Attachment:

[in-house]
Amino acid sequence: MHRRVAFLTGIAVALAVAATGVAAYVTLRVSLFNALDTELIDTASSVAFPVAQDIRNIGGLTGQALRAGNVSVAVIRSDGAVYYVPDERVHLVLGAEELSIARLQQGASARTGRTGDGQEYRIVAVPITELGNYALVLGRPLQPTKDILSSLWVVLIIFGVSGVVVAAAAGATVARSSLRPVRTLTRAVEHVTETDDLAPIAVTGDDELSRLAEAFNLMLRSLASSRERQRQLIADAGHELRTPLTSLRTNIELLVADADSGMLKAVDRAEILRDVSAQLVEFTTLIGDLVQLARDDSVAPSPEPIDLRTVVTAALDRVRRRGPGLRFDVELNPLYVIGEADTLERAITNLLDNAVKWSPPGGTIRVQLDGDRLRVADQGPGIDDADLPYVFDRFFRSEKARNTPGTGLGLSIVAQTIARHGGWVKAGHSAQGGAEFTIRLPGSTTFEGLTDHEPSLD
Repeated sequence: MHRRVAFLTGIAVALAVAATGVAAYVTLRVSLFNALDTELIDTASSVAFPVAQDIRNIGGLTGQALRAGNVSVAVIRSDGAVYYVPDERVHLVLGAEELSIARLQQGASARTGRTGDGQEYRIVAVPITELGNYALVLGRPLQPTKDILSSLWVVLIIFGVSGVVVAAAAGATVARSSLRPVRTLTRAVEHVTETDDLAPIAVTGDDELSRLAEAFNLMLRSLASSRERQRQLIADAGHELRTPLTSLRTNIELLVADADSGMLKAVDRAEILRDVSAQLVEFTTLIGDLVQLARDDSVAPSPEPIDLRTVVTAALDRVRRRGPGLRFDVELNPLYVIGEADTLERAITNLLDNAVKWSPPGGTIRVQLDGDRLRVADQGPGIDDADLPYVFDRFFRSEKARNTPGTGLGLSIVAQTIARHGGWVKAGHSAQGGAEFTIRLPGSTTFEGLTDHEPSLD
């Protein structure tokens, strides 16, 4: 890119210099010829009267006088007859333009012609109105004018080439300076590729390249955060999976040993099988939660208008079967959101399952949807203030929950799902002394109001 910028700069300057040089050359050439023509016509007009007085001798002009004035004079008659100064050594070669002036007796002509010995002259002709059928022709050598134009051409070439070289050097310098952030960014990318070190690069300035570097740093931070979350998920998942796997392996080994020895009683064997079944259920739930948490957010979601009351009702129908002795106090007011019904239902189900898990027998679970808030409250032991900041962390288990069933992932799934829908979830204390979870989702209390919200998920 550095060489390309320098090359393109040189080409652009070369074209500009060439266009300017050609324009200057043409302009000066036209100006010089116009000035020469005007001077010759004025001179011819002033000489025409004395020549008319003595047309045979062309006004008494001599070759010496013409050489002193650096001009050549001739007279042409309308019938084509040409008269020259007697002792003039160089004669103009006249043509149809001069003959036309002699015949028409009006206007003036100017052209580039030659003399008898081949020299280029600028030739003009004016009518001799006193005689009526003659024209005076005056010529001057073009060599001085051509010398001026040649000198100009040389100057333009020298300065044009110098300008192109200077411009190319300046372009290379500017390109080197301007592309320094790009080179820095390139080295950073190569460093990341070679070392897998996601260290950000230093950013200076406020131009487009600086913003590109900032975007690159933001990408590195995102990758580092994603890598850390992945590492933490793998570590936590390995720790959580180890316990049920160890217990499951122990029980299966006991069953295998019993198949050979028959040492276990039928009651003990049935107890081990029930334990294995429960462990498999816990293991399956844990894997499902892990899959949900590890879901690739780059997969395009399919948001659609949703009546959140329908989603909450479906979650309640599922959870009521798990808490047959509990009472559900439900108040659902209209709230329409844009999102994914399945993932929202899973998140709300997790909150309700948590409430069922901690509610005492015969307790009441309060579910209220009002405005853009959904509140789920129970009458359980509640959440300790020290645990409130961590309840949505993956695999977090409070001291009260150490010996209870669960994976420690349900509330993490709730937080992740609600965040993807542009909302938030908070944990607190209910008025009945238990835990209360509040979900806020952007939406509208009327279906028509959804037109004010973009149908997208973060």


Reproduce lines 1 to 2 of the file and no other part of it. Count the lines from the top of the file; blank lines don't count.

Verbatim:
[in-house]
Amino acid sequence: MHRRVAFLTGIAVALAVAATGVAAYVTLRVSLFNALDTELIDTASSVAFPVAQDIRNIGGLTGQALRAGNVSVAVIRSDGAVYYVPDERVHLVLGAEELSIARLQQGASARTGRTGDGQEYRIVAVPITELGNYALVLGRPLQPTKDILSSLWVVLIIFGVSGVVVAAAAGATVARSSLRPVRTLTRAVEHVTETDDLAPIAVTGDDELSRLAEAFNLMLRSLASSRERQRQLIADAGHELRTPLTSLRTNIELLVADADSGMLKAVDRAEILRDVSAQLVEFTTLIGDLVQLARDDSVAPSPEPIDLRTVVTAALDRVRRRGPGLRFDVELNPLYVIGEADTLERAITNLLDNAVKWSPPGGTIRVQLDGDRLRVADQGPGIDDADLPYVFDRFFRSEKARNTPGTGLGLSIVAQTIARHGGWVKAGHSAQGGAEFTIRLPGSTTFEGLTDHEPSLD